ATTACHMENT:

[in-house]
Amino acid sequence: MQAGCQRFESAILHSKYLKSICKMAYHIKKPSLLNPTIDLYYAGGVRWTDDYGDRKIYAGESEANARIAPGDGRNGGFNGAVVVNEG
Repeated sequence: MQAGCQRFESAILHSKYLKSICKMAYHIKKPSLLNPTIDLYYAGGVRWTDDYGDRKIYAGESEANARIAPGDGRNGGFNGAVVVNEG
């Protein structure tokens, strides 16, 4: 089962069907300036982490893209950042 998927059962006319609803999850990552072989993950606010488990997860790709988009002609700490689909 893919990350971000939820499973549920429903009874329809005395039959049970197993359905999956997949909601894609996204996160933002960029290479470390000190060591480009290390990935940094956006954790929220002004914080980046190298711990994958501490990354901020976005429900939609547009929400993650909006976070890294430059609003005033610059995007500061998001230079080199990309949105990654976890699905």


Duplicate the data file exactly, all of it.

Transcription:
[in-house]
Amino acid sequence: MQAGCQRFESAILHSKYLKSICKMAYHIKKPSLLNPTIDLYYAGGVRWTDDYGDRKIYAGESEANARIAPGDGRNGGFNGAVVVNEG
Repeated sequence: MQAGCQRFESAILHSKYLKSICKMAYHIKKPSLLNPTIDLYYAGGVRWTDDYGDRKIYAGESEANARIAPGDGRNGGFNGAVVVNEG
């Protein structure tokens, strides 16, 4: 089962069907300036982490893209950042 998927059962006319609803999850990552072989993950606010488990997860790709988009002609700490689909 893919990350971000939820499973549920429903009874329809005395039959049970197993359905999956997949909601894609996204996160933002960029290479470390000190060591480009290390990935940094956006954790929220002004914080980046190298711990994958501490990354901020976005429900939609547009929400993650909006976070890294430059609003005033610059995007500061998001230079080199990309949105990654976890699905």